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It's Raining Men! Hallelujah?

Listed author(s):
  • Pauline Grosjean

    ()

    (School of Economics, Australian School of Business, the University of New South Wales)

  • Rose Khattar

    (School of Economics, Australian School of Business, the University of New South Wales)

We document the implications of missing women in the short and long run. We exploit a natural historical experiment, which sent large numbers of male convicts and far fewer female convicts to Australia in the 18th and 19th century. In areas with higher sex ratios, women historically married more, worked less, and were less likely to occupy high-rank occupations. Today, people have more conservative attitudes towards women working, women are still less likely to have high-ranking occupations and earn a lower wage income. We document the role of vertical cultural transmission and of marriage homogamy in sustaining cultural persistence.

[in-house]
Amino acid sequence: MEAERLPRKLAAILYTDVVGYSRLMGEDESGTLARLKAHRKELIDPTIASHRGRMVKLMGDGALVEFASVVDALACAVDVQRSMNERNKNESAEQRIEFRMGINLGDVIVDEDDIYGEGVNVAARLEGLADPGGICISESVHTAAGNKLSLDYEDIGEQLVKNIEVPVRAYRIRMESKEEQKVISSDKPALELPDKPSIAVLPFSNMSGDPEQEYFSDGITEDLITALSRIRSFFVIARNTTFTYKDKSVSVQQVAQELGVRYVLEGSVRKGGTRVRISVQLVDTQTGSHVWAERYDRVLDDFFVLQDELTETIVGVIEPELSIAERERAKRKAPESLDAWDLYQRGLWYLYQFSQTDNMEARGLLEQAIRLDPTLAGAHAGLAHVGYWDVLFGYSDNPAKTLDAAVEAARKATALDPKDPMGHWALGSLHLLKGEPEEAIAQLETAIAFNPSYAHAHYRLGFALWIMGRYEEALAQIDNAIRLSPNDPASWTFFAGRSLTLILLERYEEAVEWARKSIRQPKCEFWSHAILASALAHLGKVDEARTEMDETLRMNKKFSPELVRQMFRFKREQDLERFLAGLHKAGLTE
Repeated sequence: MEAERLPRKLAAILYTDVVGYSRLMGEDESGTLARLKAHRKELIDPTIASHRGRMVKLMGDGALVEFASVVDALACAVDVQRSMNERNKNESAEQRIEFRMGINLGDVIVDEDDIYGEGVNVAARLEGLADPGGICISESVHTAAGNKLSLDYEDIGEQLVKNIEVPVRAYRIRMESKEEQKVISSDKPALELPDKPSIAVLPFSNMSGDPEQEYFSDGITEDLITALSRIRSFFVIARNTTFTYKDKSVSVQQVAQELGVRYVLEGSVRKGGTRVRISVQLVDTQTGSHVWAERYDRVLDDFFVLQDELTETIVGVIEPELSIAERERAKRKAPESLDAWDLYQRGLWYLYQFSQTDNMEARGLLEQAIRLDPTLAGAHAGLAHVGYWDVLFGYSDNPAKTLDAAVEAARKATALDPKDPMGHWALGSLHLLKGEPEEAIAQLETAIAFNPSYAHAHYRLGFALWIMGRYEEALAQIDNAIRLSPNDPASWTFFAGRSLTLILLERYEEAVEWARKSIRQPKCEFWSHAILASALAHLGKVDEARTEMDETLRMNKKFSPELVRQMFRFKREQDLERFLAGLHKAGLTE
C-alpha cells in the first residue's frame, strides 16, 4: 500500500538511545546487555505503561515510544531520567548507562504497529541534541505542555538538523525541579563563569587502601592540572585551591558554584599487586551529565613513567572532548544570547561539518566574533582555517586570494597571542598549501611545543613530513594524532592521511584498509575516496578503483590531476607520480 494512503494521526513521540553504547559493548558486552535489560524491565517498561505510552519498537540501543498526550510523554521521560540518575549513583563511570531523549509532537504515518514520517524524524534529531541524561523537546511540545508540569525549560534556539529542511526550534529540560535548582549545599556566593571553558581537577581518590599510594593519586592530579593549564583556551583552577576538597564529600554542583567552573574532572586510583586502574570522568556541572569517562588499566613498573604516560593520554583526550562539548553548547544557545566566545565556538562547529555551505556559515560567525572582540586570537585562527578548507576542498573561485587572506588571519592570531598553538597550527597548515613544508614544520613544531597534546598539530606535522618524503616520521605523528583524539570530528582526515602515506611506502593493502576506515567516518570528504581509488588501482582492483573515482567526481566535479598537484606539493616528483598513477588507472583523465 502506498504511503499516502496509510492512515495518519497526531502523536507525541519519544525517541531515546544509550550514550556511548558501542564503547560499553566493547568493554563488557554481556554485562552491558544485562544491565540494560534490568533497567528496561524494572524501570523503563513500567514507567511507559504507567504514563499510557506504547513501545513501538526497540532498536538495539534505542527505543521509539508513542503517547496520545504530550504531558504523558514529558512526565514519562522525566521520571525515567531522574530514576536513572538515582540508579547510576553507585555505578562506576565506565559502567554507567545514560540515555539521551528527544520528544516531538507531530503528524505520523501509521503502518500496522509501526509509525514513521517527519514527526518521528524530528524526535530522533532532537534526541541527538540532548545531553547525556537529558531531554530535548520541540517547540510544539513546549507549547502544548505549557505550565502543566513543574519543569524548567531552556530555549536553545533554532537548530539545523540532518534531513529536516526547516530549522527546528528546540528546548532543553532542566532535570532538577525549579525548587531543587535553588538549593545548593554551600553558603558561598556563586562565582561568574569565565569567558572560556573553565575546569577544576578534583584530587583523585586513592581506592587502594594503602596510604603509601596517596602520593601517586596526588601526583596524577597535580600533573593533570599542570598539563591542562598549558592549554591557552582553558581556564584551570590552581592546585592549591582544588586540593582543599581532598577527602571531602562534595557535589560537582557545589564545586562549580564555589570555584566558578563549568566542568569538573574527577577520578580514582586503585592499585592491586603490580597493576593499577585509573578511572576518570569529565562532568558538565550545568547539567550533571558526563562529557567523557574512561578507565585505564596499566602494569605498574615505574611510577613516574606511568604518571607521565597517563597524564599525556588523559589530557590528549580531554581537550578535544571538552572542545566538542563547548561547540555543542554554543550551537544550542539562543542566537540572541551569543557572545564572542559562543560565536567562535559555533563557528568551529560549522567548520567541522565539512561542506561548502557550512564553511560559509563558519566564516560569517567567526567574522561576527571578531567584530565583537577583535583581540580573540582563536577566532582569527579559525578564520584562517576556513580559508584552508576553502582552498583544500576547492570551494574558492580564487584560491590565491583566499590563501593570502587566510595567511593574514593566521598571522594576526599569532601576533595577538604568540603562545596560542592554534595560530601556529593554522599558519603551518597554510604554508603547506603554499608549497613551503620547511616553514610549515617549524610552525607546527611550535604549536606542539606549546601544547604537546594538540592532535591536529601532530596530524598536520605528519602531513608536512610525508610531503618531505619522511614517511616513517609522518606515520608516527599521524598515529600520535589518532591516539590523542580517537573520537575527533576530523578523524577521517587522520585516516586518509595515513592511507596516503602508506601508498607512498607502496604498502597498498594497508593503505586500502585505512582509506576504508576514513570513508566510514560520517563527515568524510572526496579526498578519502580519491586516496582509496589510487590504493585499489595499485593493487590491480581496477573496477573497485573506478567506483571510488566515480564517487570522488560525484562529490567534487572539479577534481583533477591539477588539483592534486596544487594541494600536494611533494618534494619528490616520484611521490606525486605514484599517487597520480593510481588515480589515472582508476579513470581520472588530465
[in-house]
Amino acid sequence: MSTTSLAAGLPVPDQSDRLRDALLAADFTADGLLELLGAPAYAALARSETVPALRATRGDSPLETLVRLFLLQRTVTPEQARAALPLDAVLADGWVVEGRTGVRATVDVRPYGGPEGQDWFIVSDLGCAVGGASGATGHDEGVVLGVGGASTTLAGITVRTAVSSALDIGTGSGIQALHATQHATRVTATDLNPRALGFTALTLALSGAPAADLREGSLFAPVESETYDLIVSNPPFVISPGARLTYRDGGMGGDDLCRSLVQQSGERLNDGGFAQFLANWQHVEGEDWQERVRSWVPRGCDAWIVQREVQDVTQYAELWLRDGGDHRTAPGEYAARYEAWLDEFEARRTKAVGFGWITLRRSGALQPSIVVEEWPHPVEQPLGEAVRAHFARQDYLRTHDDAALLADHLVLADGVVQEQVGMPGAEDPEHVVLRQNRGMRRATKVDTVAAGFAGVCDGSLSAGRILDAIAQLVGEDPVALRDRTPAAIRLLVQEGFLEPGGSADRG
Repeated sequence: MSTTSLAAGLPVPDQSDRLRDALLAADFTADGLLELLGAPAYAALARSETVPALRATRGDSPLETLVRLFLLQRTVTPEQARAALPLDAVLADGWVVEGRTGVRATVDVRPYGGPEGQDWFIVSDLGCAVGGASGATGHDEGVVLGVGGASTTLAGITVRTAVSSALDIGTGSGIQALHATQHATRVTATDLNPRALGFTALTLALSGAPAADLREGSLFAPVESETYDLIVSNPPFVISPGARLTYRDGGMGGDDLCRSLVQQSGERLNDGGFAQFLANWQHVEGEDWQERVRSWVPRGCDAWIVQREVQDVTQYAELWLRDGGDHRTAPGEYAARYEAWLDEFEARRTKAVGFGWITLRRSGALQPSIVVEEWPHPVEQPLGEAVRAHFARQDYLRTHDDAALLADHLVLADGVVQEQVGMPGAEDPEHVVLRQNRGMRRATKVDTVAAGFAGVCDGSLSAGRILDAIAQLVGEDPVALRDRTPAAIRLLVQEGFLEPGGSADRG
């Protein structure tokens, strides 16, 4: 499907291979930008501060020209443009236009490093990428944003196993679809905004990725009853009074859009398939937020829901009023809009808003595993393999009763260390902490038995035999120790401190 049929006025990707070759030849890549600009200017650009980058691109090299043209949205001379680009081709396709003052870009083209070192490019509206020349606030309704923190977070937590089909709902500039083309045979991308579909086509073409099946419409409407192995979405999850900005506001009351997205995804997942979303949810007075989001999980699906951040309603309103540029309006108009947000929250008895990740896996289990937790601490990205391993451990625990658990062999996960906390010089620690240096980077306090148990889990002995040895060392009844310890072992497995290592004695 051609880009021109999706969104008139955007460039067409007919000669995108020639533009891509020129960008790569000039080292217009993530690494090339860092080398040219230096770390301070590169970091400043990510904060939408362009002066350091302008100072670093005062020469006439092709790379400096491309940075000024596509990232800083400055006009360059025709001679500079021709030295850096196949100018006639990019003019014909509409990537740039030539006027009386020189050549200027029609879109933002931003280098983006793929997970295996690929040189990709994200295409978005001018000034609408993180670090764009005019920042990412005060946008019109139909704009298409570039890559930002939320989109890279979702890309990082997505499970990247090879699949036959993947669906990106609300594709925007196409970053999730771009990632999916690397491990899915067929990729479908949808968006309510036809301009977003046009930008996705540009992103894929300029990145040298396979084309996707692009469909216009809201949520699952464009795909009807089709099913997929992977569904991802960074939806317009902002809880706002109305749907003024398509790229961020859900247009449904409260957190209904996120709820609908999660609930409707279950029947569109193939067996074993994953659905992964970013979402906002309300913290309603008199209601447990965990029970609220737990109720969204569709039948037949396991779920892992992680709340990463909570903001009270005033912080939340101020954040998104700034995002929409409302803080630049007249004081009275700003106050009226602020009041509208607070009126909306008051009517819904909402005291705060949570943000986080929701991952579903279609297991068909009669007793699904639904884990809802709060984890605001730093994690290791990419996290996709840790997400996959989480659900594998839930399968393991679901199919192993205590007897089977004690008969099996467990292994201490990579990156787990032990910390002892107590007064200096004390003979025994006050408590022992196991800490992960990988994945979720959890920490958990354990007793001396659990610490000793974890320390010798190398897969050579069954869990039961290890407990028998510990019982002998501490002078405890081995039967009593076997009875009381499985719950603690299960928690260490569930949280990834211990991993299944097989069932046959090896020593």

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File URL: http://research.economics.unsw.edu.au/RePEc/papers/2014-29.pdf
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Paper provided by School of Economics, The University of New South Wales in its series Discussion Papers with number 2014-29C.

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Length: 42 pages
Date of creation: Jun 2014
Handle: RePEc:swe:wpaper:2014-29c
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